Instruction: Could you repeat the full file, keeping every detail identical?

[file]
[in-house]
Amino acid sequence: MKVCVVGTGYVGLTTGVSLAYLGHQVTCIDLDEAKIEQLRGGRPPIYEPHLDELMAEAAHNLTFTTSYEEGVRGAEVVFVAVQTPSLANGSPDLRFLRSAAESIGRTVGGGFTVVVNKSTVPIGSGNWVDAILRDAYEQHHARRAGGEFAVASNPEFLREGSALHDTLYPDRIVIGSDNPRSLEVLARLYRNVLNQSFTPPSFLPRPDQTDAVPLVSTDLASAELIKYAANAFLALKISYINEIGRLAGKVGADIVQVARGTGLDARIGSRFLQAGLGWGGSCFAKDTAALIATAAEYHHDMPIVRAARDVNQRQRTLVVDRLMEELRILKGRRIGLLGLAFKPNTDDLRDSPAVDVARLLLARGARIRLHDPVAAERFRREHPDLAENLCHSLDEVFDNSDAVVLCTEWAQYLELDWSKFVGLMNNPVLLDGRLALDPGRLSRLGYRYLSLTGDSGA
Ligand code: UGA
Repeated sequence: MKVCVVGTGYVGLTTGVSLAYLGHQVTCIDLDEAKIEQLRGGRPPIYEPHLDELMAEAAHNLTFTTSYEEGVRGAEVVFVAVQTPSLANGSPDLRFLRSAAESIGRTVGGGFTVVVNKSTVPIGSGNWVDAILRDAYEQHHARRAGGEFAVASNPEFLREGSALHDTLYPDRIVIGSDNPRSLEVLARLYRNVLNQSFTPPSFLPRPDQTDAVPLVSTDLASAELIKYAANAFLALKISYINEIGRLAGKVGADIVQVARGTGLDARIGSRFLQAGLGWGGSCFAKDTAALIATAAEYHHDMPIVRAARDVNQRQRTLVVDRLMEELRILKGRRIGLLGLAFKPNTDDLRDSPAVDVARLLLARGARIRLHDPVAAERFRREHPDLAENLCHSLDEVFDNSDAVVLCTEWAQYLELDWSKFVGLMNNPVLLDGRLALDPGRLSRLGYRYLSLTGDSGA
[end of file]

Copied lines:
[in-house]
Amino acid sequence: MKVCVVGTGYVGLTTGVSLAYLGHQVTCIDLDEAKIEQLRGGRPPIYEPHLDELMAEAAHNLTFTTSYEEGVRGAEVVFVAVQTPSLANGSPDLRFLRSAAESIGRTVGGGFTVVVNKSTVPIGSGNWVDAILRDAYEQHHARRAGGEFAVASNPEFLREGSALHDTLYPDRIVIGSDNPRSLEVLARLYRNVLNQSFTPPSFLPRPDQTDAVPLVSTDLASAELIKYAANAFLALKISYINEIGRLAGKVGADIVQVARGTGLDARIGSRFLQAGLGWGGSCFAKDTAALIATAAEYHHDMPIVRAARDVNQRQRTLVVDRLMEELRILKGRRIGLLGLAFKPNTDDLRDSPAVDVARLLLARGARIRLHDPVAAERFRREHPDLAENLCHSLDEVFDNSDAVVLCTEWAQYLELDWSKFVGLMNNPVLLDGRLALDPGRLSRLGYRYLSLTGDSGA
Ligand code: UGA
Repeated sequence: MKVCVVGTGYVGLTTGVSLAYLGHQVTCIDLDEAKIEQLRGGRPPIYEPHLDELMAEAAHNLTFTTSYEEGVRGAEVVFVAVQTPSLANGSPDLRFLRSAAESIGRTVGGGFTVVVNKSTVPIGSGNWVDAILRDAYEQHHARRAGGEFAVASNPEFLREGSALHDTLYPDRIVIGSDNPRSLEVLARLYRNVLNQSFTPPSFLPRPDQTDAVPLVSTDLASAELIKYAANAFLALKISYINEIGRLAGKVGADIVQVARGTGLDARIGSRFLQAGLGWGGSCFAKDTAALIATAAEYHHDMPIVRAARDVNQRQRTLVVDRLMEELRILKGRRIGLLGLAFKPNTDDLRDSPAVDVARLLLARGARIRLHDPVAAERFRREHPDLAENLCHSLDEVFDNSDAVVLCTEWAQYLELDWSKFVGLMNNPVLLDGRLALDPGRLSRLGYRYLSLTGDSGA